Thursday, May 17, 2012

sustainable farm

The barn was part of the original farm that the Valle Crucis Conference Center now leases to the Sustainable Development Program. The barn houses tools, farm implements (including a biodiesel powered tractor), a composting toilet, chickens and our barn cat Belatrix.
Cold frames are a way to extend the season. They can be of various sizes and materials; we have built ours from recycled wood and windows. Unlike the greenhouse, the cold frames have no thermal mass to collect heat during the day and radiate it out at night. The soil does act as a solar collector, though. We have successfully grown lettuces and other greens without frost bite on the leaves. Draping a layer of Remay over the plants inside the cold frame on very cold nights (< 150 F) gives some extra protection and traps some of the soil warmth to keep the plants comfortable.
The modified passive solar greenhouse is a conventional hoop-style greenhouse that we have changed a bit to better capture the winter sunlight for heating the structure. The main (long) axis is East-West, so that more sun can reach into the structure during the winter. The North side is insulated with Tekfoil (bubble-wrap coated with aluminium foil on both sides). There are 20 50-gallon drums filled with water serving as thermal mass; they soak up sunlight as heat during the day, and radiate the stored heat at night to warm the interior. Even on a very cold night, the interior stays 200 F warmer than the ambient outdoor temperature without any backup heat source. It does dip below freezing on very cold nights, but this is not a problem when growing cold-hardy crops such as lettuces, arugula, chard and onion starts. And nothing taste better than an organic locally grown salad during the winter!!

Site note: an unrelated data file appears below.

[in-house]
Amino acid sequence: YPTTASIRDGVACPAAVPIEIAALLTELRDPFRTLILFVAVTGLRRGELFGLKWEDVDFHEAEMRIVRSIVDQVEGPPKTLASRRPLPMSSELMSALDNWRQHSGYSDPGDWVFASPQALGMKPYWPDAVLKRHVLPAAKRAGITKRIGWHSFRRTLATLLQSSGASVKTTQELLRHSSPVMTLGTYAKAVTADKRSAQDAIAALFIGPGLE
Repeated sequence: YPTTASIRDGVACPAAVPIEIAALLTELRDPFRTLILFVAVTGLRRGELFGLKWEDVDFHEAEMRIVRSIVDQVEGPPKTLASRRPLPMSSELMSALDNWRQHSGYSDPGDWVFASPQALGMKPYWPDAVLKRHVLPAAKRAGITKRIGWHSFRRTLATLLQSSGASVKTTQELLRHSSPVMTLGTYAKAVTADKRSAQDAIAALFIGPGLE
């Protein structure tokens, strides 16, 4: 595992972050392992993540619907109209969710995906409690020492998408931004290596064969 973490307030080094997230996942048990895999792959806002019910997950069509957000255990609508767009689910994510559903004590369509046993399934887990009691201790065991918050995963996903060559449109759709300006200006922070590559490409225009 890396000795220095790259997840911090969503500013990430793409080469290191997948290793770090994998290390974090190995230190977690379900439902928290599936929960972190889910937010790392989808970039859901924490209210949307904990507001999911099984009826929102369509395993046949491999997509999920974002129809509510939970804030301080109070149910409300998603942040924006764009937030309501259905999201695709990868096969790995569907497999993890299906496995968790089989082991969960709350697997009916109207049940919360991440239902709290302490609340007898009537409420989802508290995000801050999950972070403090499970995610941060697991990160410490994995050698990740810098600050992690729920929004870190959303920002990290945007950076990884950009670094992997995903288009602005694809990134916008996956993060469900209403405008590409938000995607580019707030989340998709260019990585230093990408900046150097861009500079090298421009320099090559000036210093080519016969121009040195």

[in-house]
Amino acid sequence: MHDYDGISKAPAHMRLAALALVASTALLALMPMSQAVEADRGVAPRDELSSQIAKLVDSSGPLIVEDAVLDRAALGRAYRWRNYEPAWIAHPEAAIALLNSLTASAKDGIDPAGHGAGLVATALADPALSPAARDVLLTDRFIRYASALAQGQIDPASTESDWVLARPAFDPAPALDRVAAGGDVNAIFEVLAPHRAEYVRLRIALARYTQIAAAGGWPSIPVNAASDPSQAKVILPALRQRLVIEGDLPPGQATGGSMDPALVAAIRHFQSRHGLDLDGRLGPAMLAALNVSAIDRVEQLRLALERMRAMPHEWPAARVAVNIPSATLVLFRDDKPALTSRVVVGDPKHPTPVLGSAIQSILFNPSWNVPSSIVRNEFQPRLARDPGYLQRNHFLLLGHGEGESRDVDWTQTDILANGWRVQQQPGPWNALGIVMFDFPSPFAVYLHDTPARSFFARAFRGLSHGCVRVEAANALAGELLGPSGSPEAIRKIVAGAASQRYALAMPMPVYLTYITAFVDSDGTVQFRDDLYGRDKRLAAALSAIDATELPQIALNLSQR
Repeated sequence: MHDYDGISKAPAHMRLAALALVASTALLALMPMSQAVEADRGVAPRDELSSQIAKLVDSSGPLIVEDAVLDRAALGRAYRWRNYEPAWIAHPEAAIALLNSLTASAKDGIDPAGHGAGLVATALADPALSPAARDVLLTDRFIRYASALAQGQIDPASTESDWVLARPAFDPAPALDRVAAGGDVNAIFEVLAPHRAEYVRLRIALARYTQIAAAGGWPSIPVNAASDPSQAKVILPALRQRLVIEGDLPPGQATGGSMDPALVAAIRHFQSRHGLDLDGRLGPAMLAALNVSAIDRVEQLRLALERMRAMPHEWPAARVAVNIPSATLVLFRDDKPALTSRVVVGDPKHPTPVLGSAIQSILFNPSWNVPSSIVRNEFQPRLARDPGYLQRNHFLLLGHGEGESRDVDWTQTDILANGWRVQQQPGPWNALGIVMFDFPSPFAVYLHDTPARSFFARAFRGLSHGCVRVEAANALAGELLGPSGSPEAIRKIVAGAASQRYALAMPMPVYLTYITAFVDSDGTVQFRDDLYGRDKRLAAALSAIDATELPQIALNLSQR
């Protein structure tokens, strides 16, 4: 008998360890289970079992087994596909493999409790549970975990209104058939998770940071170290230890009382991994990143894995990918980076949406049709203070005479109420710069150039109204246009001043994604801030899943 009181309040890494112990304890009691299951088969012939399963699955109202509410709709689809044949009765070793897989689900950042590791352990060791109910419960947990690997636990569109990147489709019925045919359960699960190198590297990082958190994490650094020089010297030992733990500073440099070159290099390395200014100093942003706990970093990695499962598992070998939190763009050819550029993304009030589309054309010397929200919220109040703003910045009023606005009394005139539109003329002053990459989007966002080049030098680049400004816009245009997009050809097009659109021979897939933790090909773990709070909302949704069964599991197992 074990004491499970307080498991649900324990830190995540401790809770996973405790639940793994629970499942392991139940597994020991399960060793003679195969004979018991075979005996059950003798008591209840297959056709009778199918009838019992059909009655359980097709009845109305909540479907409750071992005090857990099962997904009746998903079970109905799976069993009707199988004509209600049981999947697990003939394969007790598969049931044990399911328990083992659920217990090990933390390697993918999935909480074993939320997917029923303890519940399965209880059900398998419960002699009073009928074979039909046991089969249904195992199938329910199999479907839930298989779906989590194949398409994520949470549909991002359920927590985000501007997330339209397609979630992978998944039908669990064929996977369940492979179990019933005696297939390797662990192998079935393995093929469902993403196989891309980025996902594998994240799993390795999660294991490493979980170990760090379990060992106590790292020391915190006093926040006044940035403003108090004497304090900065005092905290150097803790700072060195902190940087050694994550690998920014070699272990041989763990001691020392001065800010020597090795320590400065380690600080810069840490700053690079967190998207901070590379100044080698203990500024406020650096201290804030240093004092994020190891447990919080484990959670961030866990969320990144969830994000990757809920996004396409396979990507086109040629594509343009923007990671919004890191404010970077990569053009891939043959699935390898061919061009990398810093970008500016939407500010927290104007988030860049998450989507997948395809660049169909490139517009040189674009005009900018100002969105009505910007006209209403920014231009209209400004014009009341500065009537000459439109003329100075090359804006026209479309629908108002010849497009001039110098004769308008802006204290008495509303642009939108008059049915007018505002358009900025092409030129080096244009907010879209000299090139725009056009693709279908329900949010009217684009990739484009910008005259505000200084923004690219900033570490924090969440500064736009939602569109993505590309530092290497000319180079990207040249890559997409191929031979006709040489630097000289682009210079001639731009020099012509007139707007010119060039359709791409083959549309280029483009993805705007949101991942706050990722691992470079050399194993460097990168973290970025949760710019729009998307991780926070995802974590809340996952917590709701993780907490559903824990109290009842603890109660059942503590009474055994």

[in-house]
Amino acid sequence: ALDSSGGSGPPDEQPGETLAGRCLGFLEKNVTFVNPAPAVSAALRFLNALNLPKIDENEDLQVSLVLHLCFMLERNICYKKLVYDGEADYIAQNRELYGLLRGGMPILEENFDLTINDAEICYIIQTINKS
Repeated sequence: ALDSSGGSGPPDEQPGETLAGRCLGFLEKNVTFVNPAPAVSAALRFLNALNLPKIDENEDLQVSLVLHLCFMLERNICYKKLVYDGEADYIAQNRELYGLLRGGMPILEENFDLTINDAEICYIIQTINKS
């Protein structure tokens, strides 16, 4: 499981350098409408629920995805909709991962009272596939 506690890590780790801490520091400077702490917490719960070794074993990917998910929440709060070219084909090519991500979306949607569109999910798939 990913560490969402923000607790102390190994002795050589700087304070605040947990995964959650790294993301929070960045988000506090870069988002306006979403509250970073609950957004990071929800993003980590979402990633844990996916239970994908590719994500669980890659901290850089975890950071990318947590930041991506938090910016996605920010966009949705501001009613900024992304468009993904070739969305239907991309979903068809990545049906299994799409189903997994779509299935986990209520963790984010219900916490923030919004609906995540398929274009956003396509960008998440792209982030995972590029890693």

The farm uses a variety of materials and methods to build the soil and feed the creatures living in her. Our main material is the food waste compost prepared at the ASU physical plant (a mix of pre- and post-consumer food wastes composted in a wood chip basis). We also compost our own crop wastes and byproducts on the farm, and include chicken litter and horse turts when available. All beds not having overwintering food crops are planted with cover crops (winter wheat, seed rye, clovers, alfalfa and hairy vetch) during the winter, while about 20% of the beds are planted with buckwheat, Sudan grass, clover, millet, cowpeas or soybeans during the summer months. In addition to protecting the soil and trapping end-of-season leftover nutrients, cover crops add fertility to the soil when they are plowed under. We also use some cover crops as living mulches (white clover) or as 'dead' mulches (rye/vetch or wheat/crimson clover) to provide a ground cover for crops such as tomatoes, peppers and squashes. Mulches keep the soil cool and moist, and diminish 'soil splash' of fungal spores that can cause crop diseases (eg. late and early blights).
The bulk production rows allow crops to be grown on a larger scale for sale at local markets.

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